…began last night when Scoop, after having been to the vet’s office in October and then again on Monday of this week, had trouble breathing. He seemed labored, tired and lethargic and his breaths were shallow. He whined and seemed to wince with the pain in his leg–the diagnosis for which so far has been arthritis. He’s 9 and a larger dog and it’s not uncommon.
But last night was a different story and I didn’t sleep as much as I would have liked. Today dawned and he was a bit better, so Sue watched him go through his paces. Dr. Locke, the vet called to give us the results of blood tests drawn on Monday–his platelet levels were down and this is an indicator, apparently, of internal bleeding. But from what? She wanted to see him again.
And I’m not insensitive, far from it. The dog is my friend, my companion and I love him like a family member. But I also know he’s a dog–and they’re not people. Since October, he’s cost us close to a thousand dollars. And I shouldn’t even be writing that, but it enters into the thinking, you know?
Still–off to the vet where Dr. Locke finds bruising or lesions on his left ear and on his gums. “It’s indicative of a clotting problem,” says she. “It can be caused by a number of things, but I think we need a chest x-ray to rule out fluid or blood in his lungs. If it’s present, we could be looking at a crisis,” she adds.
Oy. Dr. Locke kept him at the office for two hours and asked me to pick him up at 5:30 this evening. “I’ll know more, then.” I asked for the worst case scenario as my imagination can be far worse than any reality. “Let’s not go there, yet,” she said.
“No, I have to go there, Doc. I’m pretty bad at this stuff and I need to prepare myself a bit.”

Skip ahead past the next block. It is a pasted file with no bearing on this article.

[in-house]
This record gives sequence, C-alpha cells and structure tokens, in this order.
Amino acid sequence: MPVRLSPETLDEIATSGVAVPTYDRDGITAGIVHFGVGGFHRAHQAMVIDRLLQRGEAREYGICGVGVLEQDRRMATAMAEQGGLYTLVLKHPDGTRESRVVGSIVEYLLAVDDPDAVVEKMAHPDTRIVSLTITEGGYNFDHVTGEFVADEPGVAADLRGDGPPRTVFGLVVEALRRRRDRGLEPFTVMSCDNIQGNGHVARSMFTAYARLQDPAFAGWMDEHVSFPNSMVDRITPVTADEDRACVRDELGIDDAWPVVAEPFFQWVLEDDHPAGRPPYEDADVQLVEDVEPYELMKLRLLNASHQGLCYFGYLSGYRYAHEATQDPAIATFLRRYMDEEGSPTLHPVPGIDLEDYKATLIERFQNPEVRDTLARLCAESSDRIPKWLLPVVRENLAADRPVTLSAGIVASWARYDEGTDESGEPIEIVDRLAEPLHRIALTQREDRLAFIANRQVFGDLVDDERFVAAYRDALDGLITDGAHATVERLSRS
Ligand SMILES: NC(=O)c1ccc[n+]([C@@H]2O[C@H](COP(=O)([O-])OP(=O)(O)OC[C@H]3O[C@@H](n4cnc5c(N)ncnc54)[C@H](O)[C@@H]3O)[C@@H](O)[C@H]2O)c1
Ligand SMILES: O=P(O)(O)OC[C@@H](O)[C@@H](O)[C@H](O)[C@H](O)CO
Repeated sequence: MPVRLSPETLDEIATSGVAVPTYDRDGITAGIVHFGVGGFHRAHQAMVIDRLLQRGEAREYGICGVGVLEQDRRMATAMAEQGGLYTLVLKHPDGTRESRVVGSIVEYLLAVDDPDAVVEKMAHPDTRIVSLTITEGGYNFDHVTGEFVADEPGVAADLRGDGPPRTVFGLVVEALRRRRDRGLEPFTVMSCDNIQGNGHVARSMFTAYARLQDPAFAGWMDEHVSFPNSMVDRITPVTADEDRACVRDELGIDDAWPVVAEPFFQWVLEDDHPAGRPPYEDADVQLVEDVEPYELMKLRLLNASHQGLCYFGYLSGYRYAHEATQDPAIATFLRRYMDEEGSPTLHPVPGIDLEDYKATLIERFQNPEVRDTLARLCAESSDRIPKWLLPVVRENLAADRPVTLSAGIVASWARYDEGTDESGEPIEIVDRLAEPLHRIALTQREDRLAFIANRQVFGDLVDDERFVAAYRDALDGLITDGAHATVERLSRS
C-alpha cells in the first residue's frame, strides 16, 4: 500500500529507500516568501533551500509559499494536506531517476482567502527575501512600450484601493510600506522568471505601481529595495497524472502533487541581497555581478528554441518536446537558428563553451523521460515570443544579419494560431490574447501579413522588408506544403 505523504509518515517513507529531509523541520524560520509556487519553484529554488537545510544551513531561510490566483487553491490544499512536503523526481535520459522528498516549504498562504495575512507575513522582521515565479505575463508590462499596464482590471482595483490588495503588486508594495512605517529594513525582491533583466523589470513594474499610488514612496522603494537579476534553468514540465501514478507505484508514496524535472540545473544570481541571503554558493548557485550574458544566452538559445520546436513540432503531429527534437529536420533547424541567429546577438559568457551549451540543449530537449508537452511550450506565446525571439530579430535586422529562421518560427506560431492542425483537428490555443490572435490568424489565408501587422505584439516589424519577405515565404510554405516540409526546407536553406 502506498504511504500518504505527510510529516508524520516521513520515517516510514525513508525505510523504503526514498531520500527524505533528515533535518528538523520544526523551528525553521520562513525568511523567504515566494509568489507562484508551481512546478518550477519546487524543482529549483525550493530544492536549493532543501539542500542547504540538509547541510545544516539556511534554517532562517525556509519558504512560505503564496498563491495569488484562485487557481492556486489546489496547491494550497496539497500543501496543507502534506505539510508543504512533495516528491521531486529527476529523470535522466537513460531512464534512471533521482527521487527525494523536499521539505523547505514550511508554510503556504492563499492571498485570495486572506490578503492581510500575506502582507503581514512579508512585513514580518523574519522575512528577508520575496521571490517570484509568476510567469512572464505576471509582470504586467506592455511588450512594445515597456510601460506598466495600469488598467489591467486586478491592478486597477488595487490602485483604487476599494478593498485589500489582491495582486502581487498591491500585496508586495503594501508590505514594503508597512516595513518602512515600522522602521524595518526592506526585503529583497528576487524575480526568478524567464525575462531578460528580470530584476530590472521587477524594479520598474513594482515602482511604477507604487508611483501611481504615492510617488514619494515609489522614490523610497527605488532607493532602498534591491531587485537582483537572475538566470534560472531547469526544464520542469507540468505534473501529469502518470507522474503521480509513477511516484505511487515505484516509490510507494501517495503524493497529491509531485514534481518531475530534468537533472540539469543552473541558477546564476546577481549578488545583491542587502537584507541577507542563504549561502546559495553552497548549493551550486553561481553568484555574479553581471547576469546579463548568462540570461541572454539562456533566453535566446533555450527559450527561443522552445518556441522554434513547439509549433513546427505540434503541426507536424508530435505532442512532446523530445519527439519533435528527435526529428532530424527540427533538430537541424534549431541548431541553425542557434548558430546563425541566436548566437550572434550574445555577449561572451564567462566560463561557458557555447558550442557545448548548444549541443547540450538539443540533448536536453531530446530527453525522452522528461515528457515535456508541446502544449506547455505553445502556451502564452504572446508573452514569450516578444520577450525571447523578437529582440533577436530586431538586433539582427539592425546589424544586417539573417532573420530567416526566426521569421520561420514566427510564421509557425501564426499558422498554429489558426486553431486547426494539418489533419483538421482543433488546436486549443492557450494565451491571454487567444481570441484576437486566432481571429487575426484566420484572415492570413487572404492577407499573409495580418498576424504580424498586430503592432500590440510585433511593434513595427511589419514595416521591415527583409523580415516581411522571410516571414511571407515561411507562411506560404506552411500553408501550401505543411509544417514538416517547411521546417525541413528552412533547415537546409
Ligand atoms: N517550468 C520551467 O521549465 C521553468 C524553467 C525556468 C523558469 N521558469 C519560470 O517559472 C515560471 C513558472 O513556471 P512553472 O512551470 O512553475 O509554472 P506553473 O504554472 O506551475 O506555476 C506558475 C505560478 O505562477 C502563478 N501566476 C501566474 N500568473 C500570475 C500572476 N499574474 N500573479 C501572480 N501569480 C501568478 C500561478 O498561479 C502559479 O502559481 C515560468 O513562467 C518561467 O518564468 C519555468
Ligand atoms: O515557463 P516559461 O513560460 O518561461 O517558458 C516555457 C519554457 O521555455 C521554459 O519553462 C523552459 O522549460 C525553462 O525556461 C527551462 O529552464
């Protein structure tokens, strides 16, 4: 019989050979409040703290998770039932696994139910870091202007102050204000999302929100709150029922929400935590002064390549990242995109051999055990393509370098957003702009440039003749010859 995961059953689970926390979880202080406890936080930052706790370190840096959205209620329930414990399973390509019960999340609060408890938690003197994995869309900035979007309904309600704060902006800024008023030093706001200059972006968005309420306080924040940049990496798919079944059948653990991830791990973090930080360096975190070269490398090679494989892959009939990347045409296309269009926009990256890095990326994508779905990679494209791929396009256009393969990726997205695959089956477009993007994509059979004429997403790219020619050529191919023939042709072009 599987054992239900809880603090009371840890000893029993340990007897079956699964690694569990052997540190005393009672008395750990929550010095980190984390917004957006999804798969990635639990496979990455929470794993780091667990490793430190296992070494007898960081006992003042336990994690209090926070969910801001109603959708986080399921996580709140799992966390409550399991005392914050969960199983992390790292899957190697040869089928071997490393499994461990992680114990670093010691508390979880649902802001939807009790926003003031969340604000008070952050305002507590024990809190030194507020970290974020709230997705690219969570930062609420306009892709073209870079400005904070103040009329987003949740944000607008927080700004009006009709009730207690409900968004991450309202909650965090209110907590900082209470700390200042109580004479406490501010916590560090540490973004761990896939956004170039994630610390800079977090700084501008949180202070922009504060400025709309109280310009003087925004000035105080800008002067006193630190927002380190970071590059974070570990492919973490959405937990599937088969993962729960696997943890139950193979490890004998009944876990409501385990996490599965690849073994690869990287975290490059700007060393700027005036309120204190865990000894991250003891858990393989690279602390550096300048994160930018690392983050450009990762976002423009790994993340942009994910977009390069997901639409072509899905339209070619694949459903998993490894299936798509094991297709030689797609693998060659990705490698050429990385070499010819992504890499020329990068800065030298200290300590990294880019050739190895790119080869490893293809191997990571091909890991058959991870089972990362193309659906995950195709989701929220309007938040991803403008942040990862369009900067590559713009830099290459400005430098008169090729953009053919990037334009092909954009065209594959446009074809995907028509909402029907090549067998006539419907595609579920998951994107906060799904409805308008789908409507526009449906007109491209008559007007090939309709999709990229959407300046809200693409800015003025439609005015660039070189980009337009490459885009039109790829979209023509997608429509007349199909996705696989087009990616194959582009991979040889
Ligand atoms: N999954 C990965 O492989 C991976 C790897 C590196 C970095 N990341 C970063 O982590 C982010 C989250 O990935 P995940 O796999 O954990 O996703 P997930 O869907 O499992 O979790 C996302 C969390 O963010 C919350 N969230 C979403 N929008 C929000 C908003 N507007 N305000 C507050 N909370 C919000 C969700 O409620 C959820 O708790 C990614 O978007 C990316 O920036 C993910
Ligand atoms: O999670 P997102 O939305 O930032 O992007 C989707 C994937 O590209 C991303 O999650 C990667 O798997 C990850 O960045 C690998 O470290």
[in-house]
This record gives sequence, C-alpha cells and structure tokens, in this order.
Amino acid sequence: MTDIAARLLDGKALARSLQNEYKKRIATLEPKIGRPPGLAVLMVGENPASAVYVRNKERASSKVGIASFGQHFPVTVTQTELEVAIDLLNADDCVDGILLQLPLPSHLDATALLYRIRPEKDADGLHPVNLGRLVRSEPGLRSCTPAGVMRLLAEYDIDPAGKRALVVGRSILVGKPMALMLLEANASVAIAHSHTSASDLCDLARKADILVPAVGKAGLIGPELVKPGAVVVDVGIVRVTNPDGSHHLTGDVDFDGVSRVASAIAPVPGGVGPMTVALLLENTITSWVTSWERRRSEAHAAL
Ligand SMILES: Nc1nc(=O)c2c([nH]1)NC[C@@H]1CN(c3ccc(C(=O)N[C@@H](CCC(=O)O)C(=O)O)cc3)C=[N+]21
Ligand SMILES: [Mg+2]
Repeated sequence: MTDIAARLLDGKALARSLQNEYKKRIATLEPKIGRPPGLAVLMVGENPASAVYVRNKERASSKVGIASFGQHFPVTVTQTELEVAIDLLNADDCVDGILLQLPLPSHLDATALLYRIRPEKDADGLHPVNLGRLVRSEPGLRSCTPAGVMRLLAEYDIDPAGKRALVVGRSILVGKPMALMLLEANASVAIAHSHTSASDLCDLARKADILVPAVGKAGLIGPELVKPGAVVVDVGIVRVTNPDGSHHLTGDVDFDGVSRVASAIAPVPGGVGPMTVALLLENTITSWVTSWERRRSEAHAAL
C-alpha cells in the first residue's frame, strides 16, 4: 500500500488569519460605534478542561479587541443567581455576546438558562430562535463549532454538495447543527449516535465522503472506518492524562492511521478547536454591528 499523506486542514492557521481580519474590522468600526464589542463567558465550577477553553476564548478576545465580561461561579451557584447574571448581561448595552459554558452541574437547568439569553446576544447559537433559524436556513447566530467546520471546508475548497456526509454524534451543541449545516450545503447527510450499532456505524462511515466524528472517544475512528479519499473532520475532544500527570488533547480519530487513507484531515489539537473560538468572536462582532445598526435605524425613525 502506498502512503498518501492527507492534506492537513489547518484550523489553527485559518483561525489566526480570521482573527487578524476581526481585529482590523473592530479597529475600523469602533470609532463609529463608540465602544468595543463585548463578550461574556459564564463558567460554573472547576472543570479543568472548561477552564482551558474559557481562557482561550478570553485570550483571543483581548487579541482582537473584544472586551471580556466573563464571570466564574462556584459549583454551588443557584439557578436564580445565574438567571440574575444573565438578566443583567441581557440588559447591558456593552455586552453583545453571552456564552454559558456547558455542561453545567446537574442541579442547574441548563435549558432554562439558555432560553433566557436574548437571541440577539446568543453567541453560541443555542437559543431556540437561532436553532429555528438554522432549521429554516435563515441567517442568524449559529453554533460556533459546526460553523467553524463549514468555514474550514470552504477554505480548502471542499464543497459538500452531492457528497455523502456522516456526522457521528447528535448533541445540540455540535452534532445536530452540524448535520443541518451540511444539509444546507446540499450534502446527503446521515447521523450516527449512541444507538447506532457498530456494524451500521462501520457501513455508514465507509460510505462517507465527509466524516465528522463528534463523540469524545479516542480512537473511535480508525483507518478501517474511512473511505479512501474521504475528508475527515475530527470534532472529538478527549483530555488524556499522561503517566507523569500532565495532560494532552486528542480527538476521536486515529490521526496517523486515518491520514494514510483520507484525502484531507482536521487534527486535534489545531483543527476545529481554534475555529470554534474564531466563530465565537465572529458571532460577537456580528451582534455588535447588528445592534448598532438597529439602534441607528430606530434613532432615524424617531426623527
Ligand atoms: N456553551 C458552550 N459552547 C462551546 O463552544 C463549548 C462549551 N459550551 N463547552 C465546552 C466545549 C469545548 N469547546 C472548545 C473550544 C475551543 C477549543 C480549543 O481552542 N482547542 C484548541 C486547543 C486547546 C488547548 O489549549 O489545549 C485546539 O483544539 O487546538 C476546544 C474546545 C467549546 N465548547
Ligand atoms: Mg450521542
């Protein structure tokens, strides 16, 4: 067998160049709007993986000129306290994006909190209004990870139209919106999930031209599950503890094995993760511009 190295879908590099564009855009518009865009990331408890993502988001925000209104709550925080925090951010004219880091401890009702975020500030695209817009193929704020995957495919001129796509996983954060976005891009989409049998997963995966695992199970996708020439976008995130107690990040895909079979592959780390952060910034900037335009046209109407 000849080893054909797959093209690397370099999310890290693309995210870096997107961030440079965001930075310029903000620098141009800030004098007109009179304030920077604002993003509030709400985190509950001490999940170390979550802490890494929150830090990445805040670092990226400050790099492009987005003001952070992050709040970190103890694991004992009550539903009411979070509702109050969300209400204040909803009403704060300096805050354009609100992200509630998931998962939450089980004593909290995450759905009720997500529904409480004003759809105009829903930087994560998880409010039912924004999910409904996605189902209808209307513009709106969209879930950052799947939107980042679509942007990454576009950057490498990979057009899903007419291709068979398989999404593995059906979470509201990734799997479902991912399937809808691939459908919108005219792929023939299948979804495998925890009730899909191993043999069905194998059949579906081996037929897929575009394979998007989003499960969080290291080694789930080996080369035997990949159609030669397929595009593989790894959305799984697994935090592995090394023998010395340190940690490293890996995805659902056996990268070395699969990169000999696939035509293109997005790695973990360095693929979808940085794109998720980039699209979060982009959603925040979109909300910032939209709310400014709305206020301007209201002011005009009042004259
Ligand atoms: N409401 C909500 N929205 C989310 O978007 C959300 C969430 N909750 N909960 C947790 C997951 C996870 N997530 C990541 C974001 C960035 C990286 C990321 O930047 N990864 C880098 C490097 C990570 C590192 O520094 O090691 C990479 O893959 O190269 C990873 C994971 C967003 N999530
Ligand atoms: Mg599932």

“Well, if he has fluid or blood in his lungs, it’s life threatening, of course. And curing it isn’t easy, nor is it cheap. It’s a point at which you consider putting the animal down.”
“Oh. OK-I appreciate the honesty. I’ll be back at 5:30.”
“I’ll take chest x-rays and that will tell us immediately what we need to know and I’ll draw blood and by tomorrow, that’ll give us more information….”
I drove home for the two hours and waited–impatiently. We were scheduled to go out to dinner and that got bumped a bit and so, I sat in here–in the house, stared at the TV and waited. I told Peanut Scoop wasn’t feeling good and that it might not end well. I was straight-forward, didn’t hide anything. She’s tired after a full day of gymnastics yesterday and she wasn’t really processing much. But, I told her.
I went back to the vet’s office at 5:30 and the drive over, all of 5 or 6 minutes, seemed endless. I braced myself for what might happen–what might take place–what might I have to come home and tell the family. And I considered all of it: What if it’s the worst? What if nothing is wrong at all? What if it’s the unknown and we cannot figure it out? All of those thoughts took moments in my head and I sat in the waiting room mulling them over while visiting with the other patrons and their pets. A golden lab, Scoop’s age, with a skin condition. A golden retriever, 12 years old and in perfect health with the sweetest disposition in the world. A Chinese speaking mother and daughter with their large Akita who cried a great deal more than any dog I’ve seen and they tried to calm him in Chinese which, as it turns out, isn’t a language that sounds very calm–at least to me.